A new study from Tufts University is fueling the fire to get more girls involved in STEM and to showcase the power of mentoring in achieving this goal.
The study, commissioned by The Robotics Education and Competition (REC) Foundation and VEX Robotics, examined why males outnumber females in STEM. Data revealed that while females excel in collaborating with team members, they lack confidence in pursuing leadership roles on robotics teams. One implication, according to the study’s authors, is that female students have less experience with robotics engineering than boys by the time they enter high school. The authors suggest that females should be exposed to STEM activities as early as possible in their school years within a safe, comfortable space with female mentors.
While it’s disheartening that female students lack confidence, it’s inspiring to know the solution: providing young girls with mentors and engagement in STEM activities early in primary school will help us increase the number of females pursuing STEM careers.
New data from The REC Foundation says the solution is already working. Female participation in VEX Robotics has increased steadily from 23 percent in 2016 to 37 percent in 2018 since Girl Powered launched in 2016. Girl Powered is a global initiative aimed at increasing girls’ access to and confidence in STEM careers. Students experience the excitement of building robots, testing their problem-solving skills and meeting female STEM mentors at Girl Powered workshops, hosted in community venues across the U.S. and the world including Google headquarters.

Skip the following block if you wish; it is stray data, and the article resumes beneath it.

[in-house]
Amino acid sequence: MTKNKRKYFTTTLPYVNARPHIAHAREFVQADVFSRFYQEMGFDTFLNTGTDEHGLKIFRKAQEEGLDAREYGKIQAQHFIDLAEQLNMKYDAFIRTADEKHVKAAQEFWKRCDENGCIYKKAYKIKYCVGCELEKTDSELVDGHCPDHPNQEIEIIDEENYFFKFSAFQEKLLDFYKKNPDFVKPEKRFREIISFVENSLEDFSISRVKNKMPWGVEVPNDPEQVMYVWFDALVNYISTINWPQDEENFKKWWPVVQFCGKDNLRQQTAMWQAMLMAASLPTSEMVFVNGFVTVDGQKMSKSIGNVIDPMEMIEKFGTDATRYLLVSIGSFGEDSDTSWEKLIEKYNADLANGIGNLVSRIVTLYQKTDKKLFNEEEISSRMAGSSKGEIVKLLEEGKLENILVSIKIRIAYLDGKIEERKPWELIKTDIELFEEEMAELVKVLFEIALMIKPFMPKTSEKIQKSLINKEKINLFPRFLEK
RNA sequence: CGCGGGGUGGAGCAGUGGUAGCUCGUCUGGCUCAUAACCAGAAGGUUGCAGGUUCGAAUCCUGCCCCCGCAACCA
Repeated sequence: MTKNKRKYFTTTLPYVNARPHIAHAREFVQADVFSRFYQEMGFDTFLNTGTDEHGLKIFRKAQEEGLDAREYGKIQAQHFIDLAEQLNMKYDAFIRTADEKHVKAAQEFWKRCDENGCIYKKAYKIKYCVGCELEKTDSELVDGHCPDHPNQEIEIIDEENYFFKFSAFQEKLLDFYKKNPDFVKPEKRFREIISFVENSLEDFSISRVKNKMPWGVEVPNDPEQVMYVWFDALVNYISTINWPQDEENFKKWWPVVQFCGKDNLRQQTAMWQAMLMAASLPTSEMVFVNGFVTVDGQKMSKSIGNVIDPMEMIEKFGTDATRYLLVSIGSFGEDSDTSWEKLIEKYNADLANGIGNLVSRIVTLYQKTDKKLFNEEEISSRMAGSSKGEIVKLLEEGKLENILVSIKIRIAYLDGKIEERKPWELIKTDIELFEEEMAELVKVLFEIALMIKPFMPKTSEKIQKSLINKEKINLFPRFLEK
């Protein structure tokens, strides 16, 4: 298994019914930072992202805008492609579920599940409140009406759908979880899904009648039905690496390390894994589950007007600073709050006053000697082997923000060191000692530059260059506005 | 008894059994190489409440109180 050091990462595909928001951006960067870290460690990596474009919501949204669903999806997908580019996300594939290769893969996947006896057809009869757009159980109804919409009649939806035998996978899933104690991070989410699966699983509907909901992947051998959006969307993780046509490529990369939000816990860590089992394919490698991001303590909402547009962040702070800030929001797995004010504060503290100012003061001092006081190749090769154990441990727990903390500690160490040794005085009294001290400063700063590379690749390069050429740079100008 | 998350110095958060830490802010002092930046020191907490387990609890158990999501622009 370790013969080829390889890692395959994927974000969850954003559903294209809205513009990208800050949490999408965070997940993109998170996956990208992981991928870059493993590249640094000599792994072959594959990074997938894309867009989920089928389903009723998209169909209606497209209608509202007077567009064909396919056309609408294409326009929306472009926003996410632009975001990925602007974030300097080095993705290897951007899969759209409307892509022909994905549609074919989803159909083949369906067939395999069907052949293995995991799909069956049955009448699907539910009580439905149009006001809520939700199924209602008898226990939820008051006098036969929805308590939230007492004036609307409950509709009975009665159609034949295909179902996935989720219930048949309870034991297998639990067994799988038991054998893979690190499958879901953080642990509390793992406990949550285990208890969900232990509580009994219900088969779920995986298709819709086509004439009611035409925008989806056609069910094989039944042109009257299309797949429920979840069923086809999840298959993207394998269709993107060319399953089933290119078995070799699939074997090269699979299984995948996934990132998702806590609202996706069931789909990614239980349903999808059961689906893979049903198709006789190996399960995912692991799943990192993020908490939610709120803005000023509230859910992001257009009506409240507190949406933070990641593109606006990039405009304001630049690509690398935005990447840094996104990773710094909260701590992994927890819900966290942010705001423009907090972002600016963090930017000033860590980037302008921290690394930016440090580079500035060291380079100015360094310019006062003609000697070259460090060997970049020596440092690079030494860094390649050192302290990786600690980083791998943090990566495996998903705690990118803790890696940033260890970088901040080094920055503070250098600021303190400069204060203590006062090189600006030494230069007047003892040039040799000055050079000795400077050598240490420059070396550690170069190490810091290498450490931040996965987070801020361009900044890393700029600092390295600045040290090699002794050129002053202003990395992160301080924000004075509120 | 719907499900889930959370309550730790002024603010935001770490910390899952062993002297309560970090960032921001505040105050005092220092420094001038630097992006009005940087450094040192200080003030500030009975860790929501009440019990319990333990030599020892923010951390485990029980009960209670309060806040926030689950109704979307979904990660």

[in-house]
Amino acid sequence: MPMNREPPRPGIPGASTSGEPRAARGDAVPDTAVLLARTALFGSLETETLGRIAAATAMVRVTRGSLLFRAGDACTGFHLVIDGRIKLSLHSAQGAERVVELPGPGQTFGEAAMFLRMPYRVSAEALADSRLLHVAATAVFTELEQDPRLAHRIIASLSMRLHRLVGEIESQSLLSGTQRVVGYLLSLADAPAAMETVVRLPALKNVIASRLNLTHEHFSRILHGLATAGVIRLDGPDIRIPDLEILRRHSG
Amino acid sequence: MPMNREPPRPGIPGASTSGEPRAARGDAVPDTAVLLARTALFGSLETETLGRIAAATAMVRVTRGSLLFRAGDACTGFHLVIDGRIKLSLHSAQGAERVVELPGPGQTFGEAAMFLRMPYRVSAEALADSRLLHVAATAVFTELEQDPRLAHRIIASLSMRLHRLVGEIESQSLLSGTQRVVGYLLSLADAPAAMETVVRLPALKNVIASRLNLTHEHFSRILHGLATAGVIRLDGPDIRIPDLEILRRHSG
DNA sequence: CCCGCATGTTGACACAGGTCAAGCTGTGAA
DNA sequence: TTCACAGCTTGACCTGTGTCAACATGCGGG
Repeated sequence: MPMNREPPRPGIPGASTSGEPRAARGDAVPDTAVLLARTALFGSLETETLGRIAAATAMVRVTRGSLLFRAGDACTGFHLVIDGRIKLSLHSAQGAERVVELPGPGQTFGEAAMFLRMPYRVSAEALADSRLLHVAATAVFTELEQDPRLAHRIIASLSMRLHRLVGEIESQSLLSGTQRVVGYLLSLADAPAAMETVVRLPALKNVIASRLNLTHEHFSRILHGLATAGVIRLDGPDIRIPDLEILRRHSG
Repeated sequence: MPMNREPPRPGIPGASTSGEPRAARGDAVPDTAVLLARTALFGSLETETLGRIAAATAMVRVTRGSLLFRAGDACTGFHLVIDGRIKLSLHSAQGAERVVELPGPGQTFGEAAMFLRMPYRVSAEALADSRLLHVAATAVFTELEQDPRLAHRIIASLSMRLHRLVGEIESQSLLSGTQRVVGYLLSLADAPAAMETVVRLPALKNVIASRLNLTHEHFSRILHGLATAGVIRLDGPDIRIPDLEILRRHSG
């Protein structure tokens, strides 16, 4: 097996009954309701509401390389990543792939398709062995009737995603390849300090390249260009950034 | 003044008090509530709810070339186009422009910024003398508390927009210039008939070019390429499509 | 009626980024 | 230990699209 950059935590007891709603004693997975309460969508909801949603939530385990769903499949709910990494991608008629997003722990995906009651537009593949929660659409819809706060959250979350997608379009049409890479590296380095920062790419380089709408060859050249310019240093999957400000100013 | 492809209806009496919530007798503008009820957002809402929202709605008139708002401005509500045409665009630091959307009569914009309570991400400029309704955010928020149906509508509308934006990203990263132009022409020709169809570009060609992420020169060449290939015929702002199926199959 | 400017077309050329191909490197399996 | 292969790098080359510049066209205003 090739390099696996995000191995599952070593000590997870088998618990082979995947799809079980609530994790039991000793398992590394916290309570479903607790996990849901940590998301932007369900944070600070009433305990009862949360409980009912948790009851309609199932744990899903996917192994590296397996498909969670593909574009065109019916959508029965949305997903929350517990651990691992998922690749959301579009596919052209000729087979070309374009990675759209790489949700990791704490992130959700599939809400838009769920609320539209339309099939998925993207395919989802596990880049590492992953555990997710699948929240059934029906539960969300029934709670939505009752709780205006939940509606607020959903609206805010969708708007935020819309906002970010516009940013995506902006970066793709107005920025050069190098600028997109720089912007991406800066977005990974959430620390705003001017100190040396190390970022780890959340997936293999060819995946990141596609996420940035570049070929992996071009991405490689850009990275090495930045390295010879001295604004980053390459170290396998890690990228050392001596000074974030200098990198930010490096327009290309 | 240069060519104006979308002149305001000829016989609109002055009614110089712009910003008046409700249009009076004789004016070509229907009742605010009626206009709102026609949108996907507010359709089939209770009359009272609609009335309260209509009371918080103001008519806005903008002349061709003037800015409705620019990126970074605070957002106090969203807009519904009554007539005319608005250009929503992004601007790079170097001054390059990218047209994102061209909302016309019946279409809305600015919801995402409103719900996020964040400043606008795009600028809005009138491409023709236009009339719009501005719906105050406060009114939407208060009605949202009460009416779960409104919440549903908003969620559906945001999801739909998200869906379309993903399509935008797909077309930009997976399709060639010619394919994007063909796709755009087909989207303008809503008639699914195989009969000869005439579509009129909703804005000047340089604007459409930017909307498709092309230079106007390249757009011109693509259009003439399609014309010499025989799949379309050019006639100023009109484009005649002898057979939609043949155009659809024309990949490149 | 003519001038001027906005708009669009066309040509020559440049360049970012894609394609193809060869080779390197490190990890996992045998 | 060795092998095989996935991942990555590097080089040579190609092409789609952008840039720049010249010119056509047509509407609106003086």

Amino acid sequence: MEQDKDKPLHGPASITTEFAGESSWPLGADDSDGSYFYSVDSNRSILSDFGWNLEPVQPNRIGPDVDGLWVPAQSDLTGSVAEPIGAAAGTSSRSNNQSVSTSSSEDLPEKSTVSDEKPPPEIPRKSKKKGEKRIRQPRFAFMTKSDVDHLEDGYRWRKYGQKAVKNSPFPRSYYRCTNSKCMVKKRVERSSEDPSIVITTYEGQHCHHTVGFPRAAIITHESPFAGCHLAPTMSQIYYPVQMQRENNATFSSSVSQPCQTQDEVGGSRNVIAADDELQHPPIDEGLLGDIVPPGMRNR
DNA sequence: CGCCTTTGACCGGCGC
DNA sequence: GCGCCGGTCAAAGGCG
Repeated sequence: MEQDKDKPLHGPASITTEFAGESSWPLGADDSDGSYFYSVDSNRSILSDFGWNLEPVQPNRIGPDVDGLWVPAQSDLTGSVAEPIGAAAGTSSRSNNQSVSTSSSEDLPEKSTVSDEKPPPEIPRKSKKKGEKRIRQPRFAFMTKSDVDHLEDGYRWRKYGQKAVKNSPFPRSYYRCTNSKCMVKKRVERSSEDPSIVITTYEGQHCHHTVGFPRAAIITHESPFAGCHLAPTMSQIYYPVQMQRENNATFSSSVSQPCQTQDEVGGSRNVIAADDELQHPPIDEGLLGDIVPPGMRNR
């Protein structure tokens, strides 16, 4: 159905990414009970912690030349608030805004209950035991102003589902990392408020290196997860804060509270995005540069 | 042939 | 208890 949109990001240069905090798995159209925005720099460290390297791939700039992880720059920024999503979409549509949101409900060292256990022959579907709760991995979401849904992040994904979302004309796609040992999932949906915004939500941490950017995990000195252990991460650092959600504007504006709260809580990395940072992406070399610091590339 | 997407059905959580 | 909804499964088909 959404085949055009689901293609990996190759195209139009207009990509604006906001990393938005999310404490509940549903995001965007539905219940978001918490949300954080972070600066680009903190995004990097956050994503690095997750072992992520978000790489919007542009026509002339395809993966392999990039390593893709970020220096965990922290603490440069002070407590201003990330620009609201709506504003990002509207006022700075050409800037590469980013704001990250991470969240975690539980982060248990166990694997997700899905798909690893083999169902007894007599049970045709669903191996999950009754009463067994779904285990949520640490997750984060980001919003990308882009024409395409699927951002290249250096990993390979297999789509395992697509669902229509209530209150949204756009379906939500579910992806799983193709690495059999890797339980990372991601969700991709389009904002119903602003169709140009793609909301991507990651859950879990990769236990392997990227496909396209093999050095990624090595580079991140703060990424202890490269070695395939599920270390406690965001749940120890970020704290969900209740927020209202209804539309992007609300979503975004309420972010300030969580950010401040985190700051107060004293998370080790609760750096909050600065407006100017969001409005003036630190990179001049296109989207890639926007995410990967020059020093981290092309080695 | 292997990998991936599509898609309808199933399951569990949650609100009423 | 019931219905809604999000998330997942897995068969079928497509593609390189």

Here’s how the Girl Powered experience works:
Curiosity – Girl Powered workshops spark new wonder in STEM. Girls look around and see girls and boys engaging in hands-on projects and wonder if they can get involved in an activity.
Exploration – Once students are curious, they start exploring their personal interests in STEM. Suddenly, girls are rolling up their sleeves and building a spaghetti and marshmallow tower. While they are having fun and making new friends, girls learn that building this delicate structure is a metaphor for the hidden assumptions of project-based learning.
Confidence – After engaging in fun activities and meeting real scientists and mentors, students express interest in joining a robotics team and letting the games continue.
At Girl Powered events, attendees also meet real engineers and scientists and ask them questions about their career experiences, such as Michelle Johnson, Ph.D., Assistant Professor of Physical Medicine and Rehabilitation at the University of Pennsylvania; Hope Shimabuku, Director of the Texas Regional U.S. Patent and Trademark Office; and Vivian Chu, Ph.D., Co-Founder and CTO of Diligent Robotics. After this experience, the girls are even more excited to build and launch a popsicle stick catapult, create an overflowing DIY lava lamp and get behind the wheel to drive real competition robots.
Sometimes, even the slightest preconceived notions will hinder progress for girls in STEM. We need to work together to turn misconceptions into teaching moments, and spur more opportunities for talented females in STEM careers.
To view and download free materials to aid mentors in creating experiences where students feel supported in their exploration of STEM and robotics, check out the workshops section of our website.